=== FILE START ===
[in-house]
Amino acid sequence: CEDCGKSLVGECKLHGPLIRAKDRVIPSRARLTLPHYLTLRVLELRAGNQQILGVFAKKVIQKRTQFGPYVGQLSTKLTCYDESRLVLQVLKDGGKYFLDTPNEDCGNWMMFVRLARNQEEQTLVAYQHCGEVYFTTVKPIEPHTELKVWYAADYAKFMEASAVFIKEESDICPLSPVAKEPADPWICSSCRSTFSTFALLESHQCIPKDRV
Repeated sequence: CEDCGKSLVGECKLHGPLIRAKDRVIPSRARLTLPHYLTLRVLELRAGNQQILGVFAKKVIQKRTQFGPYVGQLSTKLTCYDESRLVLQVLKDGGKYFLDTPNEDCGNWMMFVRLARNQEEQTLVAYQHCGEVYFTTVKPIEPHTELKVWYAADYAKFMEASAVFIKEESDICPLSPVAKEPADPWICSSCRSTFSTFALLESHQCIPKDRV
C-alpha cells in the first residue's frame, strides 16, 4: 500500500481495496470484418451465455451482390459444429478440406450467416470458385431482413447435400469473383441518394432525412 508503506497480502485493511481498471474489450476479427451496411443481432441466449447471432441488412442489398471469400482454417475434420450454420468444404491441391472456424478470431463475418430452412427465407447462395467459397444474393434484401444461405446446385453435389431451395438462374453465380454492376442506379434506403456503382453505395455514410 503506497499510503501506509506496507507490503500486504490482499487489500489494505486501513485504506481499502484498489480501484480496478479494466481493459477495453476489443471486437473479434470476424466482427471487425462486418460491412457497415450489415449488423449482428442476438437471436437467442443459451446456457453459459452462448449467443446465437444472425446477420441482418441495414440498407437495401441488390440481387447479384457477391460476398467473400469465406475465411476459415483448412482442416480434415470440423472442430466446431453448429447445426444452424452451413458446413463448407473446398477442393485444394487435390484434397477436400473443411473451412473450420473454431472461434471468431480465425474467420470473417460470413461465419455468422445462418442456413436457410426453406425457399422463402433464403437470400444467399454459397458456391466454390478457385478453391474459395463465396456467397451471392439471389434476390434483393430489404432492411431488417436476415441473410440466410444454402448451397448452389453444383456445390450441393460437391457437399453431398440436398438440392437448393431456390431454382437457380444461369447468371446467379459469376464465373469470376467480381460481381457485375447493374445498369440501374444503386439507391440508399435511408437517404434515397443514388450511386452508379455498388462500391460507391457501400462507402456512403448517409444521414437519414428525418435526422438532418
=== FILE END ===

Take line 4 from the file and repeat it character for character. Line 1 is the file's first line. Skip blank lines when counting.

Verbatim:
C-alpha cells in the first residue's frame, strides 16, 4: 500500500481495496470484418451465455451482390459444429478440406450467416470458385431482413447435400469473383441518394432525412 508503506497480502485493511481498471474489450476479427451496411443481432441466449447471432441488412442489398471469400482454417475434420450454420468444404491441391472456424478470431463475418430452412427465407447462395467459397444474393434484401444461405446446385453435389431451395438462374453465380454492376442506379434506403456503382453505395455514410 503506497499510503501506509506496507507490503500486504490482499487489500489494505486501513485504506481499502484498489480501484480496478479494466481493459477495453476489443471486437473479434470476424466482427471487425462486418460491412457497415450489415449488423449482428442476438437471436437467442443459451446456457453459459452462448449467443446465437444472425446477420441482418441495414440498407437495401441488390440481387447479384457477391460476398467473400469465406475465411476459415483448412482442416480434415470440423472442430466446431453448429447445426444452424452451413458446413463448407473446398477442393485444394487435390484434397477436400473443411473451412473450420473454431472461434471468431480465425474467420470473417460470413461465419455468422445462418442456413436457410426453406425457399422463402433464403437470400444467399454459397458456391466454390478457385478453391474459395463465396456467397451471392439471389434476390434483393430489404432492411431488417436476415441473410440466410444454402448451397448452389453444383456445390450441393460437391457437399453431398440436398438440392437448393431456390431454382437457380444461369447468371446467379459469376464465373469470376467480381460481381457485375447493374445498369440501374444503386439507391440508399435511408437517404434515397443514388450511386452508379455498388462500391460507391457501400462507402456512403448517409444521414437519414428525418435526422438532418